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Mugabe's Craziness Impedes Legislation
I've more or less stopped paying attention to political news from Zimbabwe. As an increasing number of "talks" seem to end in reaffirmation of still President Mugabe's Reign of Terror, the foregone promise of power-sharing just gets depressing. I'm similarly reluctant to put too much weight in the latest headline from the BBC announcing a successful "unity bill."
The story announces that parliament has unanimously approved a constitutional amendment allowing opposition leader Morgan Tsvangirai to become prime minister—essentially creating a share of power between his party, the Movement for Democratic Change, and Mugabe's ZANU-PF. But while the bill passed with "jubilation and stomping" by MP's from both parties in the lower house, it has yet to be signed by Mugabe himself.
According to the BBC, "Mugabe is expected to sign the amendment on Friday," but here's the rub: sure, Zimbabwe has a corrupt power structure, and Mugabe's got plenty of muscle on his side, but his own ambition and senility seem to be at the root of the problem. If he's been unreasonable enough in the past to let inflation skyrocket and deny thousands of deaths by cholera, on what basis can we expect that he will sign a power-sharing agreement?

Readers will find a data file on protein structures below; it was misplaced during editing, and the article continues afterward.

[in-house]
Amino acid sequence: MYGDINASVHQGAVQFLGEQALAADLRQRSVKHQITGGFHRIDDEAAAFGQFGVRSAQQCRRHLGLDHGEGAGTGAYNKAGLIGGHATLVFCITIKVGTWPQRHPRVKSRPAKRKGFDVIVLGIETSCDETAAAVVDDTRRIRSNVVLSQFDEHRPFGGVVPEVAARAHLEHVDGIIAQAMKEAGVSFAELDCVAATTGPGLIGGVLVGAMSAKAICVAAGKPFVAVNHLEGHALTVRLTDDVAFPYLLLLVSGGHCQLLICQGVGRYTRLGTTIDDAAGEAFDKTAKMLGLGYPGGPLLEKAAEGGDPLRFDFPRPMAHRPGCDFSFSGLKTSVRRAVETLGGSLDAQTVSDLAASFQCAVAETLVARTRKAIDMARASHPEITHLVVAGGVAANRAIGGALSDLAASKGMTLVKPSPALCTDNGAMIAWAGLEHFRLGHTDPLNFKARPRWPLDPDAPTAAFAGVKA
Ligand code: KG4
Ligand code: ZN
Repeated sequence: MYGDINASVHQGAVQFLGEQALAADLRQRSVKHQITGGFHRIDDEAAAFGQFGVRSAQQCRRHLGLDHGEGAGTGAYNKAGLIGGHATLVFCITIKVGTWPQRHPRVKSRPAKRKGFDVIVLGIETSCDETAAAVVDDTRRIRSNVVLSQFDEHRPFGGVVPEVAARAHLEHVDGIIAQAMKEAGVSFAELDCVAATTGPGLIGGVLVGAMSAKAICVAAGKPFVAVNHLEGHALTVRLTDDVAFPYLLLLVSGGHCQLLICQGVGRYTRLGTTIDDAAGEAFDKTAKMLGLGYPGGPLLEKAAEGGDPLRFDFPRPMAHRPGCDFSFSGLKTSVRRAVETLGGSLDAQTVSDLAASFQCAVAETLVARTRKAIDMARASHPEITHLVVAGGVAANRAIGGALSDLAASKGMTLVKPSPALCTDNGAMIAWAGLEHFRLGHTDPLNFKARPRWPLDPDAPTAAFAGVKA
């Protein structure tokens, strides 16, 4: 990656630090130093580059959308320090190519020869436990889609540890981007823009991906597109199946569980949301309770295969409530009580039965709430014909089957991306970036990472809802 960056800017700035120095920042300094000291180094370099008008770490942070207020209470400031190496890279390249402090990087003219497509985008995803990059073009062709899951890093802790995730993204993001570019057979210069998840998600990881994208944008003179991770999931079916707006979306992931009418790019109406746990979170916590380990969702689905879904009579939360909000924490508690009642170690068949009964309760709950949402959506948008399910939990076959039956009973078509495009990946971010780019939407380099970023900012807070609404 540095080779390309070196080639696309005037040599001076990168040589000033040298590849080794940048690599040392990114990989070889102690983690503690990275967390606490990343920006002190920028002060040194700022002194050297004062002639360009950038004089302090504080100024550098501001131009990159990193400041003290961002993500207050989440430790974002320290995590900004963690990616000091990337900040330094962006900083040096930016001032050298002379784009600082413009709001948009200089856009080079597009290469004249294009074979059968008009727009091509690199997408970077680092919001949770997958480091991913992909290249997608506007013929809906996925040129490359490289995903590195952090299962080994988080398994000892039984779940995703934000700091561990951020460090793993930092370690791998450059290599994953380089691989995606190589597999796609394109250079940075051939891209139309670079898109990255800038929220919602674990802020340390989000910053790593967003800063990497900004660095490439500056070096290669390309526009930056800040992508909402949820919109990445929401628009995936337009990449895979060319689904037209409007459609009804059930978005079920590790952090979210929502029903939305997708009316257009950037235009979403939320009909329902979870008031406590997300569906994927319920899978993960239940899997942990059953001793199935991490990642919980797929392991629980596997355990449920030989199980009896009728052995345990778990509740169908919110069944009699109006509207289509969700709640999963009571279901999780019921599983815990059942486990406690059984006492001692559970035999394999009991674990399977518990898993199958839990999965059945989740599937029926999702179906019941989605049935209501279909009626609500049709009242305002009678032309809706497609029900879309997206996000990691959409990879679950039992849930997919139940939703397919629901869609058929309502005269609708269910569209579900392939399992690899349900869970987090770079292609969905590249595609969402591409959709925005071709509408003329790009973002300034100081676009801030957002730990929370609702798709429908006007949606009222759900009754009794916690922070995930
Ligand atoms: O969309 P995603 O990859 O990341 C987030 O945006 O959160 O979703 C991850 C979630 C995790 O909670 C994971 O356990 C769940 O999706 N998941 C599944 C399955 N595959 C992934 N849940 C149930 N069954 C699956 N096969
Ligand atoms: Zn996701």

Sample Melbourne's best coffee without leaving an ecological footprint.
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Construction of the $500 billion dollar tech city-state of the future is moving ahead.
- The futuristic megacity Neom is being built in Saudi Arabia.
- The city will be fully automated, leading in health, education and quality of life.
- It will feature an artificial moon, cloud seeding, robotic gladiators and flying taxis.
The Red Sea area where Neom will be built:
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A new study suggests that an old tuberculosis vaccine may reduce the severity of coronavirus cases.
- A new study finds a country's tuberculosis BCG vaccination is linked to its COVID-19 mortality rate.
- More BCG vaccinations is connected to fewer severe coronavirus cases in a country.
- The study is preliminary and more research is needed to support the findings.
Professor Luis Escobar.
Credit: Virginia Tech